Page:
Tamilnadu is deeply rooted in a great tradition of folk arts and crafts, which display the traditions and skills that have come down from generations. The folk music and dances of Tamil Nadu represent the ethos, aesthetic values and melody of the region. Traditionally, folk dances and music are conducted during festivals and community functions. The following paragraphs dwell in length about music and dance of Tamil Nadu.
Karagaattam is a popular folk dance of Tamil Nadu, which involves
balancing a pot on the head with musical accompaniment. The pots are
decorated with a cone of flower arrangements, topped by a paper parrot.
The parrot swings as the dancer swings along. Villagers perform this
dance in praise of the rain goddess Mari Amman and river goddess, Gangai
Amman. Karagaattam has two divisions- Aatta Karagam and Sakthi Karagam.
This form of dance is very popular all over Tamilnadu. Both male and
female performers participate in this dance. Acrobatics such as dancing
on a rolling block of wood, moving up and down a ladder, threading a
needle while bending backwards form a part of this dance.
When the ancient Tamils went on pilgrimage, they used to carry
offerings to the gods tied on either end of a long stick, balanced on
their shoulders. To lessen the boredom of the long travel they used to
sing and dance in praise of the gods. Kavadi Aattam traces its origin to
this practice. This led to composition of special songs for carrying the
Kavadi. The Kavadi is made of bamboo strips and a light pole.
Poikkal Kudirai Aattam (Dummy Horse Dance)
Poikkal Kudirai Aattam is a Dummy Horse dance in which the dancer puts
on the dummy figure of a horse on his/her hips. This folk dance needs a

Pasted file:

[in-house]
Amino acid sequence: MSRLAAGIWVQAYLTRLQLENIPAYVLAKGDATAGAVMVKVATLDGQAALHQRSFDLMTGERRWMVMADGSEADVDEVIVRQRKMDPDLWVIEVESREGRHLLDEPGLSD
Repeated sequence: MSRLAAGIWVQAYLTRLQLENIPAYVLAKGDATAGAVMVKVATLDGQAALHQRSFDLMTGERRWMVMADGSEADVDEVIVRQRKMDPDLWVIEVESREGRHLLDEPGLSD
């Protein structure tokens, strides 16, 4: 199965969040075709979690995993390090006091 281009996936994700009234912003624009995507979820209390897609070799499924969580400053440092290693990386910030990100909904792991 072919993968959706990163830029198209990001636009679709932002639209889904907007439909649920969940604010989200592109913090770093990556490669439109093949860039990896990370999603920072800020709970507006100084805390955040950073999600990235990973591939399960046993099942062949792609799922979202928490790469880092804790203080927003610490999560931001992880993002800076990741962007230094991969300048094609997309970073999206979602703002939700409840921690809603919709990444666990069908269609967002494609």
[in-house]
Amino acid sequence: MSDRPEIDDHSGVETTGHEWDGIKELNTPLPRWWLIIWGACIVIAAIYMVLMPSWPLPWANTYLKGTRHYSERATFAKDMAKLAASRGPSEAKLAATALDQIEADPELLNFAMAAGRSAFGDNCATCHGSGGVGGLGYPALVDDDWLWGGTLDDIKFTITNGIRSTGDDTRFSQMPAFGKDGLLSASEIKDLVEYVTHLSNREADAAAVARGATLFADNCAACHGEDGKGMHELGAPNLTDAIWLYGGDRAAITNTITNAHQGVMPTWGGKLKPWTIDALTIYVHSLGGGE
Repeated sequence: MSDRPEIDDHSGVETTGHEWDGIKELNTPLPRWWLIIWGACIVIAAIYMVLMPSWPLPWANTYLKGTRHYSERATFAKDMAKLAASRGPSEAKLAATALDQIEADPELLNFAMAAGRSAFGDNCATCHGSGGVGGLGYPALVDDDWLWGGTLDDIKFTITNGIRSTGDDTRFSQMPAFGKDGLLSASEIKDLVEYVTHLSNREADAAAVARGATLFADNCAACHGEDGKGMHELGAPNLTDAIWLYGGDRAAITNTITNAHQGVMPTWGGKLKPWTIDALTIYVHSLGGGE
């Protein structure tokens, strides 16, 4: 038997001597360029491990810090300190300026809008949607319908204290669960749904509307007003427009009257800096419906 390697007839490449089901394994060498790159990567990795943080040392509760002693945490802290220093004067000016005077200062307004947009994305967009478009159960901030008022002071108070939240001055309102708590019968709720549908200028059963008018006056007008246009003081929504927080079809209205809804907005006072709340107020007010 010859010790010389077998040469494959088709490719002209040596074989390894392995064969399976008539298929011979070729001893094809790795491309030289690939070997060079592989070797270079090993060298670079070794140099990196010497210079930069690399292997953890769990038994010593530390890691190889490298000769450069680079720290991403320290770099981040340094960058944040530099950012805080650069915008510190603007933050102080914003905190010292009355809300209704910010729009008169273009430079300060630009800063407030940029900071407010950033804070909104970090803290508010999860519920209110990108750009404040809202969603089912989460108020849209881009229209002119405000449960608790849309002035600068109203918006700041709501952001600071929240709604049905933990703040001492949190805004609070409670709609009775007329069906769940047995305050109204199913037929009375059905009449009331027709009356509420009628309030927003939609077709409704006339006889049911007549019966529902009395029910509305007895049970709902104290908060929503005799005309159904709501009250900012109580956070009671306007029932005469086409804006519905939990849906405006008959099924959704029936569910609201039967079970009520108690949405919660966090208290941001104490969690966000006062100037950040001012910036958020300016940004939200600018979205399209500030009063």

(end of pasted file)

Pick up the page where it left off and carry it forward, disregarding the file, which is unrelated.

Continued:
lot of training and skill. The dummy is made of lightweight materials
and the cloth at the sides of the dummy swings to and fro covering the
legs of the dancer. The dancer has to don wooden legs so that the legs
look like the hooves of the horse. While performing the dance, the
dancer brandishes either a sword or a whip.
Bommalaattam or Puppetry
Bommalaattam or Puppetry dance shows are held in rural areas of Tamil
Nadu during festivals and fairs. Skilled puppeteers manipulate the
puppets through strings or wires. They stand behind a screen and the
puppets are held in front. The puppetry shows depict stories mainly from
the puranas, epics and folklore.
Therukoothu is usually conducted during village festivals in the months
of Panguni and Aadi. Therukoothu is performed on the streets and in open
air. In this dance form, make-up and costumes are considered vary
important. It is an all male dance as the males play the female roles as
well. The performance involves story telling, songs, dance and dialogue
rendering. The performances are based on stories from Puranas, Ramayana,
Mahabharata and the local folklore.
It is a martial art form, practiced from the days of the Tamil Kings.
It has metamorphosed into a non-violent form of folk dance, adding
stepping styles into the dance following the measure of time. This
martial art form also teaches the performer the methods of self-defense
in modern day world.
Villu Paattu is a popular folk art form, which appeals the rural and
the urban communities alike. In this folk art a chorus, musical
instrument and a main instrument (Villu or Bow, fixed with bells)
accompany the main singer. The Villu is struck rhythmically when the
bells jingle in tune. The main singer narrates a tale, accompanied by
some lively songs.
The snake dance is yet another popular dance of Tamil Nadu. It arises
mainly from the popularity of the snake as a protecting divinity that
safeguards the health and happiness of the rural folk. Young girls,
dressed in a tight- fitting snakeskin like costume, usually perform the
snake dance. Here, the dancer stimulates the movements of snake,
writhing and creeping and making quick biting movements.